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One day, as he was teaching the people in the temple and telling the good news, the chief priests and the scribes came with the elders and said to him, "Tell us, by what authority are you doing these things? Who is it who gave you this authority?" He answered them, "I will also ask you a question, and you tell me: Did the baptism of John come from heaven, or was it of human origin?" They discussed it with one another, saying, "If we say, 'From heaven,' he will say, 'Why did you not believe him?' But if we say, 'Of human origin,' all the people will stone us; for they are convinced that John was a prophet." So they answered that they did not know where it came from. Then Jesus said to them, "Neither will I tell you by what authority I am doing these things."
A Gutless Answer
When I read this little passage, my first thought was this: those chief priests, scribes and elders gave one gutless answer. I mean, give me a break. When Jesus turned their question back on them, they knew exactly what they believed to be the right answer. But they were so busy weighing the consequences of what they might say, they wimped out and said that they didn’t know. Now, in my book, that was gutless to the max.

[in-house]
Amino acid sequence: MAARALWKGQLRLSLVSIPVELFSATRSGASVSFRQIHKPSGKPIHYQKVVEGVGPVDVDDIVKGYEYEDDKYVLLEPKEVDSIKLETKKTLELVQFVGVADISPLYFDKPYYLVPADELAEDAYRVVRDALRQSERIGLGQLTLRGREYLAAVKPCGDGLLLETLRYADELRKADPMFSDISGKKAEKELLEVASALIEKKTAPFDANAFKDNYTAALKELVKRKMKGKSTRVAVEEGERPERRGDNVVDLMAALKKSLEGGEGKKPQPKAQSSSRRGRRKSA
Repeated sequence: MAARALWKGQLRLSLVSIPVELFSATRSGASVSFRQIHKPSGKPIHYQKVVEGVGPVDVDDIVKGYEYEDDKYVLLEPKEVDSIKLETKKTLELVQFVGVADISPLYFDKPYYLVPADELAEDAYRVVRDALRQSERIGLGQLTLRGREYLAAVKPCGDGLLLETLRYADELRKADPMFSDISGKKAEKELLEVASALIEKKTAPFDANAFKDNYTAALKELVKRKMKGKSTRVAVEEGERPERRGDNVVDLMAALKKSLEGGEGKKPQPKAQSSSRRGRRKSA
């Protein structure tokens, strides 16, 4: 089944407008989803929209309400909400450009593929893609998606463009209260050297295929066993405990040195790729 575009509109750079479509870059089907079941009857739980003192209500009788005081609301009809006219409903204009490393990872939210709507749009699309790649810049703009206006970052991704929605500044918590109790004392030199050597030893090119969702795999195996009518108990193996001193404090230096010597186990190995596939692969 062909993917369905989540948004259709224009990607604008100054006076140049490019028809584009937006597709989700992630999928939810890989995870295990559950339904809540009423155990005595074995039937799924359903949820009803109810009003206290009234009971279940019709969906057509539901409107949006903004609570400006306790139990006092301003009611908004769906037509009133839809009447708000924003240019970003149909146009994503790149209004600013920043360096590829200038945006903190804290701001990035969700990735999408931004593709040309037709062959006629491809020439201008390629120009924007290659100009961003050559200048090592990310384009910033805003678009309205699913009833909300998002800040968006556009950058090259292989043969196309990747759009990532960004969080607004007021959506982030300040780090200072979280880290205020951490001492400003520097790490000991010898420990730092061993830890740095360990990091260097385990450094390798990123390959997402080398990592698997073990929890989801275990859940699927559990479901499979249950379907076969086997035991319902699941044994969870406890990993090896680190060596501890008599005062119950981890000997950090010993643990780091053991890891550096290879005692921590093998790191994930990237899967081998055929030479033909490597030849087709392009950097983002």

But before I swing the hammer too hard, I have to admit that there are times I do the same kind of thing myself. I mean, when asked a question, sometimes I weigh the costs of the alternatives before giving my answer. And then when I finally decide to respond, it reflects more calculation than honesty. And so, if I’m honest with myself, there are times when my own guts are lacking.
But I don’t think I’m alone. To varying degrees, I think we all do this kind of thing from time to time. And even though we may be able to justify it by saying we’re actually thinking of others and their feelings, I believe we generally have ourselves in mind as we hem and hah. And as a result, we probably shouldn’t be surprise that we don’t receive the answers we want at the times we need them most.